Thursday, May 16, 2013

Birds of the field

Yesterday, I brought Dorris home after a long day that included two different doctor appointments in two different towns. She turned to me with a contented smile and said:

“What a delightful day we have had! What prompted this expedition?”

Trust me, Dorris, you do not want to know.

Truth be told, Dorris had an extremely challenging day. She had an early eye appointment with an Ophthalmologist receiving an injection in her eye. In addition to that treatment, she had to navigate an office system not conducive to working with the elderly.Then, because she had a stabbing pain in her back, I made an appointment with her home town doctor. Her day went something like this:
Standing, stabbing pain, walking, sitting, stabbing pain, waiting, pain, standing and walking, pain, waiting, answering confusing questions, waiting, eye drops, waiting, standing and walking, winding around tight corners, pain, listening to directions, waiting, pain, waiting, eye injection, walking, pain-now in both her back and her eye, long ride in car, pain, walking, pain, sitting, answering questions, pain, x-rays, understanding directions, pain, long ride in car, walking back into the building with pain.

Did I mention there was pain involved?

In addition to that, she spent the day not being able to see the trees when outside or to read her paper when inside – her two favorite things.

This is Dorris’ definition of a delightful day. She is such a good role model for me. 
Of course, her memory loss is helping the situation a bit. She is able to relegate the recent past to the dust bin that is stuffed full of many other memories. Her memories of the day did not dictate her feelings at that moment as she spent a few minutes outside on a beautiful sunny day. 

I could learn from that.

She has also learned to set aside current anxiety. When the doctors and nurses give her directions she looks at me and says that I will need to be her memory. Then I have to remind the nurse or doctor to write it down, because I can’t seem to get them to remember that Dorris needs memory care and these directions need to go to the good people who care for her. 

Whenever Dorris needs to be taken to another eye appointment, I get geared up and stressed; pumping adrenalin and every other stress hormone I can muster. She just willingly comes along knowing that I will take care of things. She has way too much trust in me. 

I need to pray for some of this trust and forgetfulness. If Dorris can trust me, why can’t I put trust in a God who can actually deliver? Why do I let memories of previous experiences plague me with new worries?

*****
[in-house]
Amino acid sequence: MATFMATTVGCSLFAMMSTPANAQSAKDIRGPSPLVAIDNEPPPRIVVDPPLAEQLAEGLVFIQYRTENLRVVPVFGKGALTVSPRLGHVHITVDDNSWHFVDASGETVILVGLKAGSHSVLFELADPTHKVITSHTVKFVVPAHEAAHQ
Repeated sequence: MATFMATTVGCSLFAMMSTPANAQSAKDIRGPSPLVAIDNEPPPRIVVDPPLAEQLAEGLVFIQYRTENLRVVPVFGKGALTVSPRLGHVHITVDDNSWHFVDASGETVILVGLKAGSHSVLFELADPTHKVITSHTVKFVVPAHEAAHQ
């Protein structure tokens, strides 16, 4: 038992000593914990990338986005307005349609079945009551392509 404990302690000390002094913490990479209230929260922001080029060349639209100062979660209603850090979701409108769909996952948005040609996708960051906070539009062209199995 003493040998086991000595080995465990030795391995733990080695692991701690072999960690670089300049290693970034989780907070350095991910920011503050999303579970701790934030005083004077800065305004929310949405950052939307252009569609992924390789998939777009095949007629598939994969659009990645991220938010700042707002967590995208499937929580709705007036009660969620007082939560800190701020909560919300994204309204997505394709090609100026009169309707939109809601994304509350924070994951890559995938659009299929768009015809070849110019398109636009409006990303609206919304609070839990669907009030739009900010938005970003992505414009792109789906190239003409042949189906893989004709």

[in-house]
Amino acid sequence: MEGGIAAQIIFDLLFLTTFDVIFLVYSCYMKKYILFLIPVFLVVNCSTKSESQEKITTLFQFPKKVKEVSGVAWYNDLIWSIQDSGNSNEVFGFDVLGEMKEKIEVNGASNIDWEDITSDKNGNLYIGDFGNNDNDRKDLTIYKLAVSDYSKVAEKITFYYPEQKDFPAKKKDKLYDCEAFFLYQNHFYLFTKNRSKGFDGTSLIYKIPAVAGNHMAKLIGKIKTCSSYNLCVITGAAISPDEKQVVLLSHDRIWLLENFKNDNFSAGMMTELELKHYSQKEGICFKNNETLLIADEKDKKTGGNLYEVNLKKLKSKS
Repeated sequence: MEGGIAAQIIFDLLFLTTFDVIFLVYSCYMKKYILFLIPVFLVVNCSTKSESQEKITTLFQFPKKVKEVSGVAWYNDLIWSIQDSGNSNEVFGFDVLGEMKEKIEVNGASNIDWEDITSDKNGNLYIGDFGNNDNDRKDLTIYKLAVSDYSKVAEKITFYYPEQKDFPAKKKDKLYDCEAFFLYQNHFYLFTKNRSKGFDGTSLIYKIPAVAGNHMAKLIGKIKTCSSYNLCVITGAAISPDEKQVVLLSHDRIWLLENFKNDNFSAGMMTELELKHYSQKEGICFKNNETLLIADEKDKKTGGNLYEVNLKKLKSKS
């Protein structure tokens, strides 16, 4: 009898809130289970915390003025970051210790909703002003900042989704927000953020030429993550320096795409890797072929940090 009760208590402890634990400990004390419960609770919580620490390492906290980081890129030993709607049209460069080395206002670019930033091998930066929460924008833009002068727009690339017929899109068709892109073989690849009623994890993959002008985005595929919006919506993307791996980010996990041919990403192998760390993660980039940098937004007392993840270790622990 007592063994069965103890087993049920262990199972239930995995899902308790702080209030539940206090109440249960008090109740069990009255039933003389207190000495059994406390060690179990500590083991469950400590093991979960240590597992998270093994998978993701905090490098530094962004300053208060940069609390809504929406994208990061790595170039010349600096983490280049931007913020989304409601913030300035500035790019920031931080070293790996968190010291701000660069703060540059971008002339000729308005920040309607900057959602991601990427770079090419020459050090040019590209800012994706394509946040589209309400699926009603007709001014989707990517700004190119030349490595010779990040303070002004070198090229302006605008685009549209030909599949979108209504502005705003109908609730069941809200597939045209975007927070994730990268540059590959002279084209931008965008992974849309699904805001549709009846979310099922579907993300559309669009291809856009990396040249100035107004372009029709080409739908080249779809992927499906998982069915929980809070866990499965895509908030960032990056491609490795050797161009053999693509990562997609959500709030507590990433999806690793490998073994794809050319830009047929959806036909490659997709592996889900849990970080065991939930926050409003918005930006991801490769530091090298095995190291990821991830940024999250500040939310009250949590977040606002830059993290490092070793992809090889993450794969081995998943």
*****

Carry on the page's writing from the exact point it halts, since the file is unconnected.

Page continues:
God knows the past, present and future. I can have Dorris’ best interests at heart, but God knows AND accomplishes my best interests. And He does this every day; all the time.

When I sit in a poorly run doctor’s office and wait, I merely fume and stew; Dorris just experiences and lives. A good friend, someone who walked her mother through the journey of Alzheimer’s, recently reminded me that one of the blessings of not being able to create memories is to simply live in the moment. That is a great definition of trust.
 “Therefore I tell you, do not be anxious about your life, what you will eat or what you will drink, nor about your body, what you will put on. Is not life more than food, and the body more than clothing? Look at the birds of the air: they neither sow nor reap nor gather into barns, and yet your heavenly Father feeds them. Are you not of more value than they? And which of you by being anxious can add a single hour to his span of life? And why are you anxious about clothing? Consider the lilies of the field, how they grow: they neither toil nor spin, yet I tell you, even Solomon in all his glory was not arrayed like one of these. But if God so clothes the grass of the field, which today is alive and tomorrow is thrown into the oven, will he not much more clothe you, O you of little faith? Therefore do not be anxious, saying, ‘What shall we eat?’ or ‘What shall we drink?’ or ‘What shall we wear?’ For the Gentiles seek after all these things, and your heavenly Father knows that you need them all. But seek first the kingdom of God and his righteousness, and all these things will be added to you. Therefore do not be anxious about tomorrow, for tomorrow will be anxious for itself. Sufficient for the day is its own trouble.” (Matthew 6: 25-34 ESV)